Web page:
As contemporary crime novelists go, they don’t get any more hard-boiled than Ellroy, the author of L.A. Confidential and a worthy successor to Raymond Chandler and Dashiell Hammett. Ellroy will read from his new novel Perfidia, about the murder of a Japanese family in 1941 following the bombing of Pearl Harbor.
Society for the Performing Arts, Nov 8
Humorist/perennial crowd-pleaser Sedaris drops into town in support of his latest wackily titled collection of personal stories, Let’s Explore Diabetes with Owls.
Brazos Bookstore, Jan 14
The Korean-American Lee broke through in 1995 with his debut novel Native Speaker, a powerful examination of the American immigrant experience. His fifth and latest novel On Such a Full Sea is set in a dystopian future where urban neighborhoods have become labor colonies ringed by gated “charter villages.” (Come to think of it, that doesn’t sound so far-fetched.)
Inprint, May 11
As a novelist, critic, essayist, and travel writer, the insatiably curious, intellectually omnivorous Dyer has helped redefine what it means to be a 21st-century man of letters. His latest book, Another Great Day at Sea, chronicles daily life on the USS George H.W. Bush aircraft carrier.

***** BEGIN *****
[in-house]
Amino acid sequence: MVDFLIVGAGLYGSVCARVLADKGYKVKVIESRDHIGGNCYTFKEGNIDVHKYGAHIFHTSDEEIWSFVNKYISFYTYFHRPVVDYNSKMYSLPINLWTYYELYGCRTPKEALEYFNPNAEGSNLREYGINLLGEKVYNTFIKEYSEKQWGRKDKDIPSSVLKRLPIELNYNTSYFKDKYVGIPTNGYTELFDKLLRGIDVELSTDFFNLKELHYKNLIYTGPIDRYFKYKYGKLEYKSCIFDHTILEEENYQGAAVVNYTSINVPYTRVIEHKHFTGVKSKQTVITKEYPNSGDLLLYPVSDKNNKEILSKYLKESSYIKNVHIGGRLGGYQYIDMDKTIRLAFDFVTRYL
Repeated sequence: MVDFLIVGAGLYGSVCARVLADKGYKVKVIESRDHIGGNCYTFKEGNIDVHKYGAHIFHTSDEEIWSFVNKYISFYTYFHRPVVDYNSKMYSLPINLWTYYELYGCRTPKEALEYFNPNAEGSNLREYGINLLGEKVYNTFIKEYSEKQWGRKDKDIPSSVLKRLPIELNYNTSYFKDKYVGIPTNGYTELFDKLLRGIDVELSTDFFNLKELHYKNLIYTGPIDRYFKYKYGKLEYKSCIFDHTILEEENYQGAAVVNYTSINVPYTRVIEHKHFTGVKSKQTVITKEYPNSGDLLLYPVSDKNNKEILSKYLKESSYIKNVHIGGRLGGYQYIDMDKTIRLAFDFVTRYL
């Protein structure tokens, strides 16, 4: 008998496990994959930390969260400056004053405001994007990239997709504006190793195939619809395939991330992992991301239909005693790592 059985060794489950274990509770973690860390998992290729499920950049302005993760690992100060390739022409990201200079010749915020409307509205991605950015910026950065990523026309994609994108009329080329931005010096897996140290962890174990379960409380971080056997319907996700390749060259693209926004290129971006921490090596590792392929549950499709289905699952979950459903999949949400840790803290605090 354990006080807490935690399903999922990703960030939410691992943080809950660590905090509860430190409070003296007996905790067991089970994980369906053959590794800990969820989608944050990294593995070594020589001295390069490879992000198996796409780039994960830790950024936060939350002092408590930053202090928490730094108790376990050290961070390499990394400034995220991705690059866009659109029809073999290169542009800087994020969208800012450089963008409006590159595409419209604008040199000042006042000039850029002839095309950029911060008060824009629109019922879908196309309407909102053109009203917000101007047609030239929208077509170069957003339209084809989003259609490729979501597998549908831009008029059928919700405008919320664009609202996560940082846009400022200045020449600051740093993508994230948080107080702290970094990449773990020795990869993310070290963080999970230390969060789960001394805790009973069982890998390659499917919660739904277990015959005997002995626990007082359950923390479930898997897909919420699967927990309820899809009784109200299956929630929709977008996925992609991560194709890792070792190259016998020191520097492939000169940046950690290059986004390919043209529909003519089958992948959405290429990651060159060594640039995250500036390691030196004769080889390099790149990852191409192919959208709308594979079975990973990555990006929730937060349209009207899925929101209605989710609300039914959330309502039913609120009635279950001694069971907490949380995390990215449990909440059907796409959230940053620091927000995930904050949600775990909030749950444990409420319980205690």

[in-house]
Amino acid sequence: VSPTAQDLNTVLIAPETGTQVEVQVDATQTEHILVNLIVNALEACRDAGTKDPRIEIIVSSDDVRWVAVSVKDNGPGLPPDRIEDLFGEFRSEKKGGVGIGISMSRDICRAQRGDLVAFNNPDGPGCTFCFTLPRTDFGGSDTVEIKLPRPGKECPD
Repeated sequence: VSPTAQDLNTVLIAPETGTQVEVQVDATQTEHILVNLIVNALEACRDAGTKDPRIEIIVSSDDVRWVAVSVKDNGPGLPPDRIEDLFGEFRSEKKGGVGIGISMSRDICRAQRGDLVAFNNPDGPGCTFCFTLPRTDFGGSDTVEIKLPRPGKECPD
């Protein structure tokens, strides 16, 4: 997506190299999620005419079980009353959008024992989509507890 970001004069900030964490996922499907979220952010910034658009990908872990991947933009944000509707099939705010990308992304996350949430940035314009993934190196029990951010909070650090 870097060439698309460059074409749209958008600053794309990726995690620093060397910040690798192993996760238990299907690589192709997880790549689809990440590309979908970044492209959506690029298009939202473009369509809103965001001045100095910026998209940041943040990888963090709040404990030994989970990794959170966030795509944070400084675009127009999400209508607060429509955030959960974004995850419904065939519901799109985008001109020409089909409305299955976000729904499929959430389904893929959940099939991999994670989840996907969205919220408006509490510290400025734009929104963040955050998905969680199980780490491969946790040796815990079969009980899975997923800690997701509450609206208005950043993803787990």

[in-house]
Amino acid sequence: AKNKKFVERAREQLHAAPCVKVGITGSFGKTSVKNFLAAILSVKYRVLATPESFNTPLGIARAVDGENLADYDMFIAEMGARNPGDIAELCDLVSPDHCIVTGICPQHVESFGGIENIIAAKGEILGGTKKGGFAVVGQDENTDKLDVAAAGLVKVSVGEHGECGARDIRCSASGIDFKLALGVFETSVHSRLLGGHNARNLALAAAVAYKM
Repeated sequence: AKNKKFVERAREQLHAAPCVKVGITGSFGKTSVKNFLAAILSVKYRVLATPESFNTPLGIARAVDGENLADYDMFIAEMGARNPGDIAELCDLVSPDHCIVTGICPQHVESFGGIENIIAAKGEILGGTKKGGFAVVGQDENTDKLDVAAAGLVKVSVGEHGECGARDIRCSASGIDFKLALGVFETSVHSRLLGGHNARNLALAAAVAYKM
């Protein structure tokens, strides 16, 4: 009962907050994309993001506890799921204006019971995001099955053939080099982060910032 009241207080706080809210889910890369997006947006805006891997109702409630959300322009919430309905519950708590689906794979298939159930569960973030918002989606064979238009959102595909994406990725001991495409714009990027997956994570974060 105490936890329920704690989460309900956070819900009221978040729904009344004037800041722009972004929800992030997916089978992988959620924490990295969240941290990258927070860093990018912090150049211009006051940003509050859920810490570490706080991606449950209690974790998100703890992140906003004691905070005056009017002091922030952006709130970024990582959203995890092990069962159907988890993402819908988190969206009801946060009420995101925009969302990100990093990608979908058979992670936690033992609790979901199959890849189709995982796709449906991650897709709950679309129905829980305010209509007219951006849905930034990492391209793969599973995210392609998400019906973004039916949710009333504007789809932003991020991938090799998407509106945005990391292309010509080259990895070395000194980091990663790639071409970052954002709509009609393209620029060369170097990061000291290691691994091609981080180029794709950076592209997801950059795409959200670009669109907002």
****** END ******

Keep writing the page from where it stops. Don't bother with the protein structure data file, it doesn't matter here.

Worth the Drive: Lena Dunham: Not That Kind of Girl
BookPeople, Austin, Oct 12
Pop & Jazz
The Psychedelic Furs & The Lemonheads
House of Blues, Nov 2
Legendary British post-punk band The Psychedelic Furs, who helped define the sound of the ’80s with synth-heavy hits like “Love My Way,” join forces with alt-rockers The Lemonheads, who helped define ’90s college rock.
Toyota Center, Dec 15
The history of Fleetwood Mac resembles nothing so much as a long-running soap opera awash in affairs, break-ups, betrayals, and frequent changes of cast. The band’s latest reunion tour marks Christine McVie’s return, as well as a forthcoming album, their first in over a decade.
Jason Moran, The Rauschenberg Project
Da Camera, Feb 7
Houston native Moran, one of the country’s leading jazz pianists and composers, returns home to perform his world premiere composition inspired by the work of artist (and fellow Texan) Robert Rauschenberg.
Houston Symphony, Jan 30
Tony Award–winning singer/actress/dancer Foster has starred in numerous Broadway hits, including Thoroughly Modern Millie, Anything Goes, and Shrek: The Musical. She brings her considerable talent to this all-singing, all-dancing concert with the Houston Symphony.